ZIMBABWE - Women working in the informal sector have the right to maternity protection just like their counterparts in the formal sector, the Zimbabwe Congress of Trade Unions (ZCTU) has said.
Also in this group were domestic workers and contract workers who currently do not enjoy any maternity benefits.
Zimbabwean law provides for the right to maternity protection to certain categories of women, which includes 14 weeks leave in the private sector, and 12 weeks leave for those in the public sector, 100 percent job security during maternity leave, and an hour breastfeeding break per day for six months.
Speaking at a ZCTU workshop on Maternity Protection in Zimbabwe at African Labour Administration Centre (ARLAC), ZCTU legal advisor Mrs Tsitsi Mariwo-Mbanje said those measures were not adequate as they continued to be discriminatory against certain categories of women, like domestic and contract workers.
"Women with less than one year in employment are also discriminated against for they are not entitled to unpaid maternity leave.
"The only option they have is to resign and their job may not be guaranteed after childbirth," she said.
Mrs Mbanje said all these discriminatory provisions were in contravention of Convention 183 which provides that "all employed women have a right to maternity protection including those in a typical forms of employment".
They were also against the Convention on the Elimination of All Forms of Discrimination Against Women, which Zimbabwe ratified.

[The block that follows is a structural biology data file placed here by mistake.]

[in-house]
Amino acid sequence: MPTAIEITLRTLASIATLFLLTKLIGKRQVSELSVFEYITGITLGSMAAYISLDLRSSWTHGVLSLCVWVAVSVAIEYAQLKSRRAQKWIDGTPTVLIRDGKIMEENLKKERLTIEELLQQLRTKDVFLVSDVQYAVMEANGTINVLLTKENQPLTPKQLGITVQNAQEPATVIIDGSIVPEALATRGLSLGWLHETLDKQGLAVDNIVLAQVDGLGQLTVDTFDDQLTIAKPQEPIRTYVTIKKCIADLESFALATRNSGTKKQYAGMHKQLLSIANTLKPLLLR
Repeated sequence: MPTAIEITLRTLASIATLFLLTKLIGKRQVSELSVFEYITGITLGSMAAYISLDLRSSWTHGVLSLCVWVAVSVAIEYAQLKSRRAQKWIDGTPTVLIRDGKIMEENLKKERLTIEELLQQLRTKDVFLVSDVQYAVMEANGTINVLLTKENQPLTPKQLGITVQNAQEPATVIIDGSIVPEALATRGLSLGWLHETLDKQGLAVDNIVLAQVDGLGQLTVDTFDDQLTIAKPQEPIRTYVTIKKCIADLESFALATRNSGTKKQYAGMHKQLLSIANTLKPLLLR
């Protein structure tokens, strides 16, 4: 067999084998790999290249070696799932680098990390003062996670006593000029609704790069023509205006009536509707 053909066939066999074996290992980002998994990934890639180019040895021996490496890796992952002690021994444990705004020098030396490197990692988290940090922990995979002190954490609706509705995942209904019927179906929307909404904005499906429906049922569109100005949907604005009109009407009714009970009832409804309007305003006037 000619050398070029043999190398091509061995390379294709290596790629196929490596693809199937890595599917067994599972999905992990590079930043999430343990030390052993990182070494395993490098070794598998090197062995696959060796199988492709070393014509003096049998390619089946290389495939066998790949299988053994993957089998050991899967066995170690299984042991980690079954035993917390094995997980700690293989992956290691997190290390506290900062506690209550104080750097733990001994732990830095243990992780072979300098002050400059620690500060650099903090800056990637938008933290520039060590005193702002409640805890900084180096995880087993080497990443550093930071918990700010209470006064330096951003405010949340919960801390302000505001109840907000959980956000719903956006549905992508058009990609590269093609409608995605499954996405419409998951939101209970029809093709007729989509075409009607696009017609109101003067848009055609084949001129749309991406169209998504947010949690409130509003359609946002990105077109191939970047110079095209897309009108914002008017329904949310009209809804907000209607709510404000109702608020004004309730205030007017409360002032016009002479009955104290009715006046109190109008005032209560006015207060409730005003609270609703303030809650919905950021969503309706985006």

According to the convention, Mrs Mbanje told participants, women who find it difficult to get hospital fees, pre-natal and post-natal costs in light of the ever-increasing medical costs have a right to adequate maternity benefits from social assistance funds.
"Those funds are not available, however, and that is why we have incidents of mothers who are detained in hospitals with their babies for failure to pay hospital fees."
She said there was also need to increase the feeding time allowed for mothers -- from one to two hours -- adding this would give the women time to travel to and from the workplace.
Mrs Mbanje noted that the current maternity protection measures did not provide for pregnancy and maternity related leave. The ZCTU called on Government to consider tax-free maternity cash benefits to cushion working women as pre-natal, childbirth and post-natal costs were eroding their incomes.
The workshop sought to sensitise membership on the international and regional instruments on maternity protection, to discuss national labour law provisions on maternity protection and to assess the adequacy and inadequacy of national law vis-a-vis international and regional instruments.
It also sought to develop a lobbying and advocacy strategy for the ratification of Convention 183 by Zimbabwe.